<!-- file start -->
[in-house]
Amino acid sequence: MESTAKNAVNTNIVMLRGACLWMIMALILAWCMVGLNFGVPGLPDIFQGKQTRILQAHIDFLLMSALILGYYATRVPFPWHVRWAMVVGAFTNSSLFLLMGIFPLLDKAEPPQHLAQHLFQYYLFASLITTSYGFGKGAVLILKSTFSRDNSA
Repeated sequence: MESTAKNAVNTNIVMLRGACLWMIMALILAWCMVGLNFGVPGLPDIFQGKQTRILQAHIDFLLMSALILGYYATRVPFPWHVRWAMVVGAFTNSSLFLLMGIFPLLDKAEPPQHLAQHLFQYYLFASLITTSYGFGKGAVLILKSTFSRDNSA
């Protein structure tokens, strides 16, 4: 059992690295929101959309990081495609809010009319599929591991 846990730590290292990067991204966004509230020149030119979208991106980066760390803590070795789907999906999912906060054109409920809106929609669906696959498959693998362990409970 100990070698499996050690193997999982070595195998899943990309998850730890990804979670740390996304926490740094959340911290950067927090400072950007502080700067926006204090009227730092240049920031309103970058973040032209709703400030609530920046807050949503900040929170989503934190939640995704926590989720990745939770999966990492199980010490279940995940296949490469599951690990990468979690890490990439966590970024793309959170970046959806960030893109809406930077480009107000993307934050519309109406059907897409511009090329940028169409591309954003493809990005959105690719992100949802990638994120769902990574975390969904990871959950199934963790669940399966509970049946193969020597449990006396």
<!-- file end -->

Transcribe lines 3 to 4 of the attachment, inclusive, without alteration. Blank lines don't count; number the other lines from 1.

Repeated sequence: MESTAKNAVNTNIVMLRGACLWMIMALILAWCMVGLNFGVPGLPDIFQGKQTRILQAHIDFLLMSALILGYYATRVPFPWHVRWAMVVGAFTNSSLFLLMGIFPLLDKAEPPQHLAQHLFQYYLFASLITTSYGFGKGAVLILKSTFSRDNSA
């Protein structure tokens, strides 16, 4: 059992690295929101959309990081495609809010009319599929591991 846990730590290292990067991204966004509230020149030119979208991106980066760390803590070795789907999906999912906060054109409920809106929609669906696959498959693998362990409970 100990070698499996050690193997999982070595195998899943990309998850730890990804979670740390996304926490740094959340911290950067927090400072950007502080700067926006204090009227730092240049920031309103970058973040032209709703400030609530920046807050949503900040929170989503934190939640995704926590989720990745939770999966990492199980010490279940995940296949490469599951690990990468979690890490990439966590970024793309959170970046959806960030893109809406930077480009107000993307934050519309109406059907897409511009090329940028169409591309954003493809990005959105690719992100949802990638994120769902990574975390969904990871959950199934963790669940399966509970049946193969020597449990006396």